“Where is the life, we have lost in living?
Where is the wisdom, we have lost in knowledge?
Where is the knowledge, we have lost in information?”
- T. S. Elliot,
Choruses from the Rock
(1888 – 1965)
Today we have been taught about Cluster Analysis. I never knew the far reaching applications of something like ‘cluster analysis’ taught in a b-school.
This is what my understanding of Cluster Analysis is:
Cluster analysis is a collection of statistical methods, which identifies groups of samples that behave similarly or show similar characteristics. It is used to reduce the complexity of data. It generates groups which are similar. It is homogen
eous within the group and as much as possible heterogeneous to other groups. Data consists usually of objects or persons, and the segmentation is based on more than two variables.
Examples for datasets used for cluster analysis:
- Socio-economic criteria: income, education, profession, age, number of children, size of city of residence
- Psychographic criteria: interest, life style, moti
vation, values, involvement
- Criteria linked to the buying behaviour: price range, type of media used, intensity of use, choice of retail outlet, fidelity, buyer/non-buyer, buying intensity
Interesting Applications: Mapping Crime
A hot spot is a condition indicating some form of clustering in a spatial distribution. However, not all clusters are hot spots because the environments that help generate crime—the places where people are—also tend to be clusters. Hot spots are small places in which the occurrence of crime is so frequent that it is highly predictable, at least over a 1-year period.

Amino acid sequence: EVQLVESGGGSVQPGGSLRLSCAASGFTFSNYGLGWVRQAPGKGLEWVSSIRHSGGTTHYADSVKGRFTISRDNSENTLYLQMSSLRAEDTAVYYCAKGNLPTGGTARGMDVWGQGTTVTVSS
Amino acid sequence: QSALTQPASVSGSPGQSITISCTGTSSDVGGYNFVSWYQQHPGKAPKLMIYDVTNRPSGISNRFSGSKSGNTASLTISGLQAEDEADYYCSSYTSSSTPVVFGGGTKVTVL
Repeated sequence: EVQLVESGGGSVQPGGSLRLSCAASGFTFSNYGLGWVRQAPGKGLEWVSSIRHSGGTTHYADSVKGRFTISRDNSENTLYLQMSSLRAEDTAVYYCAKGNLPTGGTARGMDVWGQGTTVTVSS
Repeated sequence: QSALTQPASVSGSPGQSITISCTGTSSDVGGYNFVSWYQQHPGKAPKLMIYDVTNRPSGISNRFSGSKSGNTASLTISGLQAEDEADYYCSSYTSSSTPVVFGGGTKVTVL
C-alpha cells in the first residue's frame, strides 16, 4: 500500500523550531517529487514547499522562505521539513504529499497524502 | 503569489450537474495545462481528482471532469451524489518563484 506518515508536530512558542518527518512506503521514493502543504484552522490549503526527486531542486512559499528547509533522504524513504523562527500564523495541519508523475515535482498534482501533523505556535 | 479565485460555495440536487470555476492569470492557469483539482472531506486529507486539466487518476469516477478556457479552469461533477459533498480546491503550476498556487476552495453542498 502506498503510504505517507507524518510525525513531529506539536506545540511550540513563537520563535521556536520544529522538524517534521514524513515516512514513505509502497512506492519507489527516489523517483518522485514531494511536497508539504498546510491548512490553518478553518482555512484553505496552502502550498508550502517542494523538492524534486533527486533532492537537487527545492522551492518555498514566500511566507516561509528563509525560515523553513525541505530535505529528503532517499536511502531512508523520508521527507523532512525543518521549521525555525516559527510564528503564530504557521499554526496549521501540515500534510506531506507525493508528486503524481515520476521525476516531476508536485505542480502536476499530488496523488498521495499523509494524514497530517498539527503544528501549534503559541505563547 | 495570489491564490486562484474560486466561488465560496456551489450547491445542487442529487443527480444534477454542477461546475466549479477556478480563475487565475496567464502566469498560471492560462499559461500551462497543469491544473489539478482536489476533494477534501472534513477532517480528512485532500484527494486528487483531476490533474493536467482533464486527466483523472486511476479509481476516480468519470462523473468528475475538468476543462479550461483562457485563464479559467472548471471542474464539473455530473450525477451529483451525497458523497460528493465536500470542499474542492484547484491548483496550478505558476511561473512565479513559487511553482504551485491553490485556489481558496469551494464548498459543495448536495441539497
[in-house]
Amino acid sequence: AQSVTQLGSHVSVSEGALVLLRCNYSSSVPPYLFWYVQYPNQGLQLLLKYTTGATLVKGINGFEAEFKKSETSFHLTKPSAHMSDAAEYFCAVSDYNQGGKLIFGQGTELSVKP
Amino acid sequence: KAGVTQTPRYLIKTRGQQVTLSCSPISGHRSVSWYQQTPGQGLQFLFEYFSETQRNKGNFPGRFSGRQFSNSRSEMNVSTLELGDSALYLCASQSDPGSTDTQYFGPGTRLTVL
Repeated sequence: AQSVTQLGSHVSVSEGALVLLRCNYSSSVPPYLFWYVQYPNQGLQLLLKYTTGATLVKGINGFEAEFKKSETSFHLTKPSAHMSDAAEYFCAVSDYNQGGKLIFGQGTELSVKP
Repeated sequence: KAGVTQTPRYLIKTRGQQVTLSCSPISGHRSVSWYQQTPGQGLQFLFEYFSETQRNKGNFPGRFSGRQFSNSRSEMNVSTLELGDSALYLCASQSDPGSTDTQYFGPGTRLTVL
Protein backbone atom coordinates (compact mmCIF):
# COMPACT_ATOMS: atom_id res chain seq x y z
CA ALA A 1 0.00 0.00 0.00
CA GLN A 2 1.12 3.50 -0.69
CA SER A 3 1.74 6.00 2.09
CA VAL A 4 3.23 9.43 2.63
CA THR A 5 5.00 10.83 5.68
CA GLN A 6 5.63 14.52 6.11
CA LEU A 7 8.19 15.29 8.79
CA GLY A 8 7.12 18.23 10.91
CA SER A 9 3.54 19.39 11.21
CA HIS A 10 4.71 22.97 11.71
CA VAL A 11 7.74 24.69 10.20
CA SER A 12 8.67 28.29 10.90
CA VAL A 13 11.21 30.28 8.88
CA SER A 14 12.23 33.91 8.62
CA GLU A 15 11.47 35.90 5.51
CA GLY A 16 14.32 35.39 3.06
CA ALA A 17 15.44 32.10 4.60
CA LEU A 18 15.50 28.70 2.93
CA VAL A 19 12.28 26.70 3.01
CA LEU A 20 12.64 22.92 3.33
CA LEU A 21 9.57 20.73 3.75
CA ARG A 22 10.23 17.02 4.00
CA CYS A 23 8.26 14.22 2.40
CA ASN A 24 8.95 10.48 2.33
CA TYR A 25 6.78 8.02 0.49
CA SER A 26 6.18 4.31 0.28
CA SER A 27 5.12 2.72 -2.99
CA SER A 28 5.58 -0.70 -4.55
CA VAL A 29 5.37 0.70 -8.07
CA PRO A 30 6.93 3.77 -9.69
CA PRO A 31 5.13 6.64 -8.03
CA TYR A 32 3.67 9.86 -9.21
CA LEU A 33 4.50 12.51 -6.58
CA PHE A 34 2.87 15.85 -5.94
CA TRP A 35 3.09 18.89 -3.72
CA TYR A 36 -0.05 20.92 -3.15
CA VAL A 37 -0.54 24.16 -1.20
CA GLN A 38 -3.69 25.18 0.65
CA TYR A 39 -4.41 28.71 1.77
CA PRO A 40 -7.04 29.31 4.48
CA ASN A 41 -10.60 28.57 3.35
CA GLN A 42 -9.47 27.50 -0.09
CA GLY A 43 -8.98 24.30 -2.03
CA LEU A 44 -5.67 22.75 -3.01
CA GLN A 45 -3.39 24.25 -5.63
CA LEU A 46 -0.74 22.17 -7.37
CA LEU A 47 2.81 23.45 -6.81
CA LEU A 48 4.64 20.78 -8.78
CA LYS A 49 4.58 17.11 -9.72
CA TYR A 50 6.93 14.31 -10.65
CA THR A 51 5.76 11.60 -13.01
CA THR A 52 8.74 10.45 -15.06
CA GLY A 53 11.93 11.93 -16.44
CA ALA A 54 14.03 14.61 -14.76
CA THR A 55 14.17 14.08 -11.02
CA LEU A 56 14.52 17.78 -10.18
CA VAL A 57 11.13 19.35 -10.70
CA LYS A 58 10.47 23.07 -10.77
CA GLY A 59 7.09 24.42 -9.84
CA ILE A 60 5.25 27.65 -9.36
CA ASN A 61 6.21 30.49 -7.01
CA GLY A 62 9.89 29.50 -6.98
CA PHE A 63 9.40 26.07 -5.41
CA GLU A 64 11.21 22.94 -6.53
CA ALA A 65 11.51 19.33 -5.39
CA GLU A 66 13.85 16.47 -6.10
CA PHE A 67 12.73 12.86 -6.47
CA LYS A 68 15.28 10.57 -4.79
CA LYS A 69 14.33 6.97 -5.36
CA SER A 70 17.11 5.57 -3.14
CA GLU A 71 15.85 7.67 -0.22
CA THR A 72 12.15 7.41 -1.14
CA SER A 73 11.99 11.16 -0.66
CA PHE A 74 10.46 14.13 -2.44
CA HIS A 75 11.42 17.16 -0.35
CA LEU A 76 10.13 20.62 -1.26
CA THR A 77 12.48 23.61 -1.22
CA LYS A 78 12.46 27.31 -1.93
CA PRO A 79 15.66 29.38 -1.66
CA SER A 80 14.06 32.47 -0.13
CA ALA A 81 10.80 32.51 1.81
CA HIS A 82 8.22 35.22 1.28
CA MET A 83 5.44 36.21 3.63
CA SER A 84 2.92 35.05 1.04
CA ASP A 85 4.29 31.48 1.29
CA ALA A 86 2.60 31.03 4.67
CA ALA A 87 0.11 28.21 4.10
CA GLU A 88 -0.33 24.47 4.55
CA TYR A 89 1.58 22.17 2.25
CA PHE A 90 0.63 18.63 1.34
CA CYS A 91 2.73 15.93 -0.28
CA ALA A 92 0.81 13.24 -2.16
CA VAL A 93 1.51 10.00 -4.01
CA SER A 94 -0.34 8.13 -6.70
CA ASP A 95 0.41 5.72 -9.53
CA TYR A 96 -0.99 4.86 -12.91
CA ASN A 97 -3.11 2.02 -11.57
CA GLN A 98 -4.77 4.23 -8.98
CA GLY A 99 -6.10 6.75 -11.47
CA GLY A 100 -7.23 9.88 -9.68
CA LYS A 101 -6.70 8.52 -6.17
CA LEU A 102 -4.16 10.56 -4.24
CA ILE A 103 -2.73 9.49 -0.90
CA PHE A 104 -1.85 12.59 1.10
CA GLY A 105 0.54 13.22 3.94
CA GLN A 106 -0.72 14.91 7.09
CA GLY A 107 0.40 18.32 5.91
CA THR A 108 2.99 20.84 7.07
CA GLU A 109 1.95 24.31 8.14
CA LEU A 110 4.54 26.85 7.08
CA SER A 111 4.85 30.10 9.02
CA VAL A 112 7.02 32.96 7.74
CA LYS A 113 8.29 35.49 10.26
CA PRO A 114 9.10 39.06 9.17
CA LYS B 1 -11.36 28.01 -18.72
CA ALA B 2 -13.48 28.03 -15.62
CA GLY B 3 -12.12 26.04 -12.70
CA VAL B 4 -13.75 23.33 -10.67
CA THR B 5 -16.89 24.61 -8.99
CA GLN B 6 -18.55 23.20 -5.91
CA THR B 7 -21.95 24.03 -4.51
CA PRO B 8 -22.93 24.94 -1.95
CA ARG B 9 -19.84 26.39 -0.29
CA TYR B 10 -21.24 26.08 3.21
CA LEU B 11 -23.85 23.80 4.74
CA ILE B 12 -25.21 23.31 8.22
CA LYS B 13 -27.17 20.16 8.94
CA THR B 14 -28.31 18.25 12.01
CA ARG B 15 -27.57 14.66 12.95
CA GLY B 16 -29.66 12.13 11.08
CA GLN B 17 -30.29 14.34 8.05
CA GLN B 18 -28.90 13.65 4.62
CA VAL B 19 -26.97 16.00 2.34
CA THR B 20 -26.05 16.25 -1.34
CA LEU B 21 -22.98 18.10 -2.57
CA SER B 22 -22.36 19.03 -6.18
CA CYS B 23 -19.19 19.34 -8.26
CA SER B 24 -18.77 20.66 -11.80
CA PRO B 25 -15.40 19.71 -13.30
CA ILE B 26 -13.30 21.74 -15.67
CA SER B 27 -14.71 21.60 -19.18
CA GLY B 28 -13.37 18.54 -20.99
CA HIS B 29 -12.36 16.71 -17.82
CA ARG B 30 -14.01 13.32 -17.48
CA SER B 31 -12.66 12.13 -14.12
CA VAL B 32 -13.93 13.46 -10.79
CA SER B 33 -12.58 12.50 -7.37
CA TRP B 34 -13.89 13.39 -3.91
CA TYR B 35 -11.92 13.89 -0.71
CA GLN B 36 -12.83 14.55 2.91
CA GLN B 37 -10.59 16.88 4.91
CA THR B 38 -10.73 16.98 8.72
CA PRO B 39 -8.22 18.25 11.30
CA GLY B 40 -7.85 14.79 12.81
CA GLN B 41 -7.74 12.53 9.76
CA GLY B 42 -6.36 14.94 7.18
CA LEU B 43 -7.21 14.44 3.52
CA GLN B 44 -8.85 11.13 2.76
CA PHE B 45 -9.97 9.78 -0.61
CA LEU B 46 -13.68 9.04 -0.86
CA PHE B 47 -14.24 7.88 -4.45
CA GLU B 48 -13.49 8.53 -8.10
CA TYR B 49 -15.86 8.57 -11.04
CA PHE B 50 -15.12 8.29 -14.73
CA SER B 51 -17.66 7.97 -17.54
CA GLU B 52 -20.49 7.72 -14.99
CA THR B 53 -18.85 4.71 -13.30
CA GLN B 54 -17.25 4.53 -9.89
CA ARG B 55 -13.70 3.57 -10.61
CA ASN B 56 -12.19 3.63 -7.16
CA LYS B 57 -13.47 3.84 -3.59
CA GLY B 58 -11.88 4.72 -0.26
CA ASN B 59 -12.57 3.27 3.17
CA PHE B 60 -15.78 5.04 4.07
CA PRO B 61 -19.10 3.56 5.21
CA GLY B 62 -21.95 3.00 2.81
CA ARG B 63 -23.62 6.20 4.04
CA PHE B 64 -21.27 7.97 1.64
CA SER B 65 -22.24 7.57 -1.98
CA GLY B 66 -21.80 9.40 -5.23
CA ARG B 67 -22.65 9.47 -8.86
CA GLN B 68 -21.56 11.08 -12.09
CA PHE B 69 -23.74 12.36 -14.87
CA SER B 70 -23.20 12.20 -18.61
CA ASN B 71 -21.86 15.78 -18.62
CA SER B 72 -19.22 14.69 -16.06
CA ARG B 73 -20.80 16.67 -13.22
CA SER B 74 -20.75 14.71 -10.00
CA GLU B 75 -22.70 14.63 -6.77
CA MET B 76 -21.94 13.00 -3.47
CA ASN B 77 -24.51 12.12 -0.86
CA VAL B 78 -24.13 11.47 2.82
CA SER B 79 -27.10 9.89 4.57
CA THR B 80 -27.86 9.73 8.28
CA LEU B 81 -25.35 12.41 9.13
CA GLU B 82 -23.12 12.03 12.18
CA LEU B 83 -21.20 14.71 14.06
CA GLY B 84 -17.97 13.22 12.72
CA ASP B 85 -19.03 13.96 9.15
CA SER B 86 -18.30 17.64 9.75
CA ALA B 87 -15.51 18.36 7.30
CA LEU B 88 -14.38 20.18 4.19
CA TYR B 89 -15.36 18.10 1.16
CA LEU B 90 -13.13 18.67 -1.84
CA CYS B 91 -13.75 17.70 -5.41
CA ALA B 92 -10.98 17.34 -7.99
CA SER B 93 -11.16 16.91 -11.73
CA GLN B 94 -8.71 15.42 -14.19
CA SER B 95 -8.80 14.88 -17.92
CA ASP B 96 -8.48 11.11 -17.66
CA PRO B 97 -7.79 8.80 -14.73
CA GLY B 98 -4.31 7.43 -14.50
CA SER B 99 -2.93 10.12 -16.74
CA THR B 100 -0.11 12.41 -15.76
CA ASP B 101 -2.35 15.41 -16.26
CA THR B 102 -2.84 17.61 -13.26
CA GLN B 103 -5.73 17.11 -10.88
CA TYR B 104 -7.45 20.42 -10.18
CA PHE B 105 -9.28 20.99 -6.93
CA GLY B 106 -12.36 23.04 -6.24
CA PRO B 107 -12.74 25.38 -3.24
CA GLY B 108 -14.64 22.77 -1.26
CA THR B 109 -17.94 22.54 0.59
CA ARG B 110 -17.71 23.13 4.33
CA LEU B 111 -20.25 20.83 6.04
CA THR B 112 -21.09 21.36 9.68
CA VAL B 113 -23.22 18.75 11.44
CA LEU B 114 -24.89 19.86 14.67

Cluster analysis methods depend on th
e proximity of incident points. Typically, an arbitrary starting point ("seed") is established. This seed point could be the center of the map. The program then finds the data point statistically farthest from there and makes that point the second seed, thus dividing the data points into two groups. Then distances from each seed to other points are repeatedly calculated, and clusters based on new seeds are developed so that the sums of within-cluster distances are minimized. The figure shown below illustrates hot spots derived from the Spatial and Temporal Analysis of Crime (STAC) method, which performs the functions of radial search and identification of events concentrated in a given area (Levine, 1996).
I never thought that Cluster analysis could also have such unimaginable and practical applications even in such unsought departments. I hope we will be able to efficiently apply these techniques and methods in various tasks.
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